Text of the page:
In Kenya’s remote North Rift, the eLearning project “Good School Neighbours” is helping to bring peace to armed and nomadic peoples. The project gives students, teachers and opinion-makers the chance to encourage dialogue and peaceful co-existence between the feuding rural communities in this vast, arid region, home to around 1.8 million people, where armed cattle-rustling has been a way of life.
By Reuben Kyama and Naftali Mwaura in Nairobi, Kenya
The Kenyans have embraced eLearning and other technical innovations designed to tackle poverty, environmental degradation and traditional tribal conflicts. Kenya’s President Mwai Kibaki said recently that eLearning had opened new frontiers for the country, promoting mass literacy, national cohesion and economic development.
The North Rift Region
The North Rift has been a powder keg for decades, suffering ethnic conflicts that have taken a heavy toll on lives and property. Thousands were killed, maimed or displaced by violence after the disputed Kenyan presidential elections in 2008.
Fighting Ignorance with Education
Social scientists blamed the violence of 2008 on years of poverty, hate-filled speechmaking, educational ignorance and economic marginalisation. They scaled up an education campaign to promote inter-ethnic harmony amongst young unemployed men, who had traditionally been used by politicians to aggravate social chaos.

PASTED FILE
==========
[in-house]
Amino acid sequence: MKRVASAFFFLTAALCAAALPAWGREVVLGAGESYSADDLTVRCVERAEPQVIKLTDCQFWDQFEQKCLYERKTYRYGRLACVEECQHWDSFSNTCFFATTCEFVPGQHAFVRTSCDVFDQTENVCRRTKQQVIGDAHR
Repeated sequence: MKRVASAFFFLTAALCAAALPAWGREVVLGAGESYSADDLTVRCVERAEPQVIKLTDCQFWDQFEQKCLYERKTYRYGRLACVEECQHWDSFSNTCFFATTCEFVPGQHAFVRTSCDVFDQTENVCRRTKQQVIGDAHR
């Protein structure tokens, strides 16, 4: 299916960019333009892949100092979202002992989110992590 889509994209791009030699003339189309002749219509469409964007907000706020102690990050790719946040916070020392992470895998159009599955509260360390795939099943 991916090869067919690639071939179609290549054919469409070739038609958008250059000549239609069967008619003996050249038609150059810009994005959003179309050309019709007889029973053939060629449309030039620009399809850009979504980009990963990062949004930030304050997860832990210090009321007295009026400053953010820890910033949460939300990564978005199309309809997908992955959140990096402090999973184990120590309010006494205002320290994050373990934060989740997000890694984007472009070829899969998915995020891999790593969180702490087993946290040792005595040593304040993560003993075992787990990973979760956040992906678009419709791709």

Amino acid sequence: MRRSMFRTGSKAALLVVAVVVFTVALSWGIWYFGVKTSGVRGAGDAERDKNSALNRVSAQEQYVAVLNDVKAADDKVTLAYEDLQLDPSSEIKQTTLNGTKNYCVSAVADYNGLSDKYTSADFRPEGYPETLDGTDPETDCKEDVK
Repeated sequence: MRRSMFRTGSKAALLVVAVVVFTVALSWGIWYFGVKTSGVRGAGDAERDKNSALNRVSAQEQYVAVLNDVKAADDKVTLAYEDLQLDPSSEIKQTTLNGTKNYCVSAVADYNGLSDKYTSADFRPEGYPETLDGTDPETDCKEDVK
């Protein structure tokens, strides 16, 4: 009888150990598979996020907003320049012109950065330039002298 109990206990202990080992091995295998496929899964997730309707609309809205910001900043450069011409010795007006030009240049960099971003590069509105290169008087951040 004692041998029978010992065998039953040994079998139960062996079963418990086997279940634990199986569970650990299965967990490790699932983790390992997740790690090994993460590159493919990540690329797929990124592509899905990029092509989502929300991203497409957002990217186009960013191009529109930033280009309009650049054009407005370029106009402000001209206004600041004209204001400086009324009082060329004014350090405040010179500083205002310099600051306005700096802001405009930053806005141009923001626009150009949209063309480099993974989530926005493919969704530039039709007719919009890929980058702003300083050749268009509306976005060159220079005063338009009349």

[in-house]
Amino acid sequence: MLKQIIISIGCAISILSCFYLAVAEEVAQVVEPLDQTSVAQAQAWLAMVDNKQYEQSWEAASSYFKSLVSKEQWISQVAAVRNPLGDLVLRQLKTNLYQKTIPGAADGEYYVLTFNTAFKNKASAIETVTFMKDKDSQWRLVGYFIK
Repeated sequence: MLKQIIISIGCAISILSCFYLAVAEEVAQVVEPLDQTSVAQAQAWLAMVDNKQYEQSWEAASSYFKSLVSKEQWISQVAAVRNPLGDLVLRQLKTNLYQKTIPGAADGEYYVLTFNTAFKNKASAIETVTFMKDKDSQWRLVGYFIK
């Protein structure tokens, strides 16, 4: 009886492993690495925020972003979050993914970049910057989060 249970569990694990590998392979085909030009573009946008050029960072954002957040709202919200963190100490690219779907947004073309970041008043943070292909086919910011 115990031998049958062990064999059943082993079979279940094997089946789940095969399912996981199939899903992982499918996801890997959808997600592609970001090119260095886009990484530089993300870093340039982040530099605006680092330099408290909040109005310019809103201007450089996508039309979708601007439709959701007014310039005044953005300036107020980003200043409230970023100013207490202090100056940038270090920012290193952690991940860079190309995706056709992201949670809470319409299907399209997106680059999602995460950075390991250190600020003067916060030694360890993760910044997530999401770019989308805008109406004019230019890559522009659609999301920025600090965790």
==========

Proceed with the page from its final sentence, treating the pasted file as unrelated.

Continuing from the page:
“Good School Neighbours” and “The North Rift eLearning Consortium”
Peace building in the North Rift has been accelerated by conflict resolution and good neighbourliness. “Good School Neighbours” (GSN) is supported by SNV Netherlands, a Dutch non-governmental organisation dedicated to promoting education, fighting poverty and improving local governance in the developing world. GSN is aligned with another project called “The North Rift eLearning Consortium”, also promoted by SNV Netherlands. GSN also supports a group of schools which are spearheading eLearning. Philip Mwei, one of the pioneers at GSN, says, “Our intention is to link this programme on a small scale with the ongoing activities of the consortium. Whenever teachers are trained, they are introduced to eLearning and elements of small-scale peace-making. We are hoping that these efforts may attract funding.”
The Consortium has developed an eLearning resource centre to provide a wealth of information on peace and conflict resolution, using education manuals, teacher training and eLearning with websites, e-mails and recorded programmes. According to Mwei, the key to spreading peace throughout the forty million people of Kenya is to support educated people with information technology.
Philip Kiptanui Mwei from Arnesen’s High School, Kenya, and Mathew Kituu from The North Rift eLearning Consortium, Kenya, will present “eLearning for Peace Building and Sustainability: Good School Neighbours Project” as part of the session Building a Peaceful, Secure and Stable Society: the Role of ICTs, to be held on Thursday, May 27th from 11:15 – 13:15.
May 11, 2010